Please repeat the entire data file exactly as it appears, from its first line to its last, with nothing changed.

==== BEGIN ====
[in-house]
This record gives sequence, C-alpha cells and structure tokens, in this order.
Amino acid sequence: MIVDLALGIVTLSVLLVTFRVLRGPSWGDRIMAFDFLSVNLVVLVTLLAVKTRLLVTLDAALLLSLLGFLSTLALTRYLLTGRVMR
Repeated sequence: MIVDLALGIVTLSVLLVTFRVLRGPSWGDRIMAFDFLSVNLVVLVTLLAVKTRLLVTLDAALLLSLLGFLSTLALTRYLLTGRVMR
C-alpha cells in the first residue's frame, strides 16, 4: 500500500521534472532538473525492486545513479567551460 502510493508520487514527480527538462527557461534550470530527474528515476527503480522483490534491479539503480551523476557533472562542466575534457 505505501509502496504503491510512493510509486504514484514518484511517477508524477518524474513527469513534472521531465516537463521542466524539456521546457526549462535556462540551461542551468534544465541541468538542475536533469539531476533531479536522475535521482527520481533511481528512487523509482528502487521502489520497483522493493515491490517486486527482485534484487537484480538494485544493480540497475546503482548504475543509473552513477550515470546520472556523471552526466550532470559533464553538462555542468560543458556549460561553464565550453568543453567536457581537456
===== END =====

[in-house]
This record gives sequence, C-alpha cells and structure tokens, in this order.
Amino acid sequence: MIVDLALGIVTLSVLLVTFRVLRGPSWGDRIMAFDFLSVNLVVLVTLLAVKTRLLVTLDAALLLSLLGFLSTLALTRYLLTGRVMR
Repeated sequence: MIVDLALGIVTLSVLLVTFRVLRGPSWGDRIMAFDFLSVNLVVLVTLLAVKTRLLVTLDAALLLSLLGFLSTLALTRYLLTGRVMR
C-alpha cells in the first residue's frame, strides 16, 4: 500500500521534472532538473525492486545513479567551460 502510493508520487514527480527538462527557461534550470530527474528515476527503480522483490534491479539503480551523476557533472562542466575534457 505505501509502496504503491510512493510509486504514484514518484511517477508524477518524474513527469513534472521531465516537463521542466524539456521546457526549462535556462540551461542551468534544465541541468538542475536533469539531476533531479536522475535521482527520481533511481528512487523509482528502487521502489520497483522493493515491490517486486527482485534484487537484480538494485544493480540497475546503482548504475543509473552513477550515470546520472556523471552526466550532470559533464553538462555542468560543458556549460561553464565550453568543453567536457581537456